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Jacci Bulman grew up around Accrington, Lancashire, before studying Human Sciences at Oxford University.

 

She overcame a brain tumour and skin cancer, co-founded a charity for disabled children in Vietnam (The Kianh Foundation), and began to focus increasingly on spiritual understanding at its simplest – that God is Love.

 

‘In the holding’ is her second poetry collection, created alongside a new non-fiction book ‘Talking God – Daring to  Listen’ (Lion Hudson) about the importance of listening to others for us to find our own beliefs.

 

Poetry

 

138 x 216mm

 

70 pages

 

£8.99 + P&P UK

 

ISBN 978-1-912876-14-3

 

PUB: 23/09/2019

 

 

ORDER HERE

 

 

 

 

 

 

In the holding

 

Jacci Bulman

 

 

‘In the holding’ has three connected sections, each considering how we can hold the gifts given to us, of love, communication and our mortal human life, with honesty and integrity – even when life is hard. The book follows a journey which becomes increasingly clearly a journey of faith – faith in the love that we all are.

 

***

“The casual, colloquial voice of Jacci Bulman’s poetry is deceptively simple and easy to listen to.

She has a compassionate eye that analyses human dilemmas and complex issues, setting them out on the page with a clarity of expression that disguises

a mastery of rhythm and form.”

Kathleen Jones

 

 

Where only the river flowed

 

Jo didn’t know much, only that he needed to sleep.

Slept for a long time in a room smelling of  

coconut and cheap perfume, and Bess didn’t wake him. She left

the door ajar to be sure he stayed then let him lie there

    on her cream cotton sheets

while she sat drinking Tennessee in the kitchen through

the hours when even the soil is sleeping, and then again

when the sun was hot through the blinds.

 

She couldn’t lie beside him, not knowing what he’d done,

how he’d got here, but,

    even though she knew it was wrong,

she got a kind of ease knowing he was there in her bed

sleeping deeper

than the well, and for a while she imagined

what they could have been, the two of them,

with a farm, chickens and a field full of barley, way out

nowhere, where the wood axe broke the quiet.

 

 

Joan

 

Clifford is telling us one of his stories

and we are laughing.

You, I see out the window

as you rush to pick us some spinach.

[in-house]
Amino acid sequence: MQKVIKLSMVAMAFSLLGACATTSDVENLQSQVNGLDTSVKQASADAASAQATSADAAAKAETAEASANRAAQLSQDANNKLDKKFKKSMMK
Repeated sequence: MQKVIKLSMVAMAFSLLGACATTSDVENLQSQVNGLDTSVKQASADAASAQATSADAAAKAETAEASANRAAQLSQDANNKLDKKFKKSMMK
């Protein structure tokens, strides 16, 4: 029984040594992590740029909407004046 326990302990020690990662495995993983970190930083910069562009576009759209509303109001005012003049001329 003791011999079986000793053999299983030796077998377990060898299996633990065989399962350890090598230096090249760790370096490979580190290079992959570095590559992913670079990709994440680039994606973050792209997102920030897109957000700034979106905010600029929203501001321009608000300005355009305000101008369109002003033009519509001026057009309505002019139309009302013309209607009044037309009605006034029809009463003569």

You come in with a bunch

of the biggest green leaves.

What about sweet peas...do you like sweet peas?

We nod and smile.

 

On goes your man with his yarn

as you return to the garden,

assured your husband is fair enjoying himself,

us being keen listeners.

 

Within minutes you’re standing in the doorway,

hands full of pure white flowers which have

in their own way an intoxicating smell.

I want to tell you how beautiful they are

 

but there is only a short enough gap in

Clifford’s tale – of your caravan days

on the Hebrides – for a quick

lovely and thank-you.

 

You join us.

Distracted now I watch your face

watching your man having a ball.

I sit quiet and you teach me kindness.

 

 

Some words are mine

 

Like the ‘down’

in C. K. Williams’ first horse going down

or ‘brain tumour’, ‘Blencathra’, ‘Scotland’.

They are my own.

I hear them –

reach out to possess,

pull them back:

words

so big,

without them

my feet would stumble

 

18th Birthday at Bolton Street Working Men’s Club

 

Wendy Brown has turned up so we can dance Adam-Ant-style,

kicking our legs to each side, looking wild,

and I’ve got a man I’m sure I love

watching me from the bar,

and we’re high on a belief,

a young untested faith

that life will carry on this good,

because it does;

 

we’re sweet on an absence of what comes after this,

absence of a taste like paint in the throat

that right now

can’t even be thought about,

is so far from being imagined

it’s almost a joke.

 

 

Jo and Bess

 

You say you don’t like marmalade

so I say it’s just orange jam,

 

you don’t like big trees

so I say they’re corrals for leaves,

 

you think squirrels are scary,

so I say they’re ponies for elves.

 

You say you suddenly can’t spell heaven

so I say try heave (as in pull)

with an ‘n’ on.

 

You say being in this place feels weird,

so I say imagine sitting by the Mississippi

on a big log.

 

You say why does it all come back

the same, every day,

the same world out there, in here?

 

I say let’s close our eyes, and behind them

it can all be a perfect somewhere,

 

you in your cowboy clothes,  

two fine grey mares standing by

 

while we make coffee on a campfire.

You say you don’t want to close your eyes,

 

    so I close mine, tell you of galloping horses.

 

 

Something good to think about

 

In many different places,

like looking at a single buttercup in a meadow of  buttercups,

or a grey stone in a river, spider on the wall,

to think, what if that is actually God, incognito?

God compressed into a single spider or stone,

directing the whole universe from

one spot, enjoying the fact nobody knows,

and then to think –

but then again that is God, because –

then lose the thread and

just stare at the buttercup or the

stone or the whatever, and

look around us,

be happy enough.

 

 

Bravery

 

 

Pure light. Not known by exposure to darkness.

Constant health, joy, hope.

Could bravery – through love –

to step into this,

be all we are missing, in this life?

 

 

JB amend 9781912876143